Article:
Brown, P.L., Shepard, P.D., Elmer, G.I., Stockman, S., McFarland, R., Mayo, C.L., Cadet, J.L., Krasnova, I.N., Greenwald, M., Schoonover, C., Vogel, M.W. (2012) Altered spatial learning, cortical plasticity and hippocampal anatomy in a neurodevelopmental model of schizophrenia-related endophenotypes. European Journal of Neuroscience 36(6):2773-2781.

Pocivavsek, A., Wu, H.-Q., Elmer, G.I., Bruno, J.P., Schwarcz, R. (2012) Pre- and postnatal exposure to kynurenine causes cognitive deficits in adulthood. European Journal of Neuroscience 35(10):1605-1612.

Ecke, L.E., Elmer, G.I., Suto, N. (2012) Cocaine self-administration is not dependent upon mesocortical α1 noradrenergic signaling. Neuroreport 23(5):325-330.

Pocivavsek, A., Wu, H.-Q., Potter, M.C., Elmer, G.I., Pellicciari, R., Schwarcz, R. (2011) Fluctuations in endogenous kynurenic acid control hippocampal glutamate and memory. Neuropsychopharmacology 36(11):2357-2367.

Danna, C.L., Elmer, G.I. (2010) Disruption of conditioned reward association by typical and atypical antipsychotics. Pharmacology, Biochemistry, and Behavior  96(1):40-47.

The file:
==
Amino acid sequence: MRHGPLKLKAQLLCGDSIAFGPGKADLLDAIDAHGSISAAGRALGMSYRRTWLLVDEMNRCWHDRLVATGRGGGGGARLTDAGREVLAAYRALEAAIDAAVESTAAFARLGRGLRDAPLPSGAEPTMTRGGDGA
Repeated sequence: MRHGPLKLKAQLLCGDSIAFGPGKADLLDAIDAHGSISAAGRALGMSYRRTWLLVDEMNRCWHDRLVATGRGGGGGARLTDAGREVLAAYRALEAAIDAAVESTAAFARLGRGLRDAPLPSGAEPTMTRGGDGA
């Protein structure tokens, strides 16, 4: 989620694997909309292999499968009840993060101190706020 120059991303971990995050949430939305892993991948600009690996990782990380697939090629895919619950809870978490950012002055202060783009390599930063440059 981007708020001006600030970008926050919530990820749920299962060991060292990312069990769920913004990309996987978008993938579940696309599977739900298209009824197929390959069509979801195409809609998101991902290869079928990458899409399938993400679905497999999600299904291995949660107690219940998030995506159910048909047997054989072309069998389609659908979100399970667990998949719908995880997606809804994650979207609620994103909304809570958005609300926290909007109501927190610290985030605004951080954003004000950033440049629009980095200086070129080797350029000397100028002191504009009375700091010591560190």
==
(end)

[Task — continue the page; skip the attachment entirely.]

Potter, M.C., Elmer, G.I., Bergeron, R., Albuquerque, E.X., Guidetti, P., Wu, H.-Q., Schwarcz, R. (2010) Reduction of endogenous kynurenic acid formation enhances extracellular glutamate, hippocampal plasticity, and cognitive behavior. Neuropsychopharmacology 35(8):1734-1742.

Hazelton, J.L., Balan, I., Elmer, G.I., Kristian, T., Rosenthal, R.E., Krause, G., Sanderson,  T.H., Fiskum, G. (2010) Hyperoxic reperfusion after global cerebral ischemia promotes inflammation and long-term hippocampal neuronal death.  Journal of Neurotrauma  27(4):753-762.

Elmer, G.I., Pieper, J.O., Hamilton, L.R., Wise, R.A. (2010) Qualitative differences between C57BL/6J and DBA/2J mice in morphine potentiation of brain stimulation reward and intravenous self-administration. Psychopharmacology 208(2):309-321.

Tapocik, J.D., Letwin, N., Mayo, C.L., Frank, B., Luu, T., Achinike, O., House, C., Williams, R., Elmer, G.I., Lee, N.H. (2009) Identification of candidate genes and gene networks specifically associated with analgesic tolerance to morphine. Journal of Neuroscience 29(16):5295-5307.

Elmer, G.I., Kafkafi, N. (2009) Drug discovery in psychiatric illness: mining for gold.  Schizophrenia Bulletin 35(2):287-292.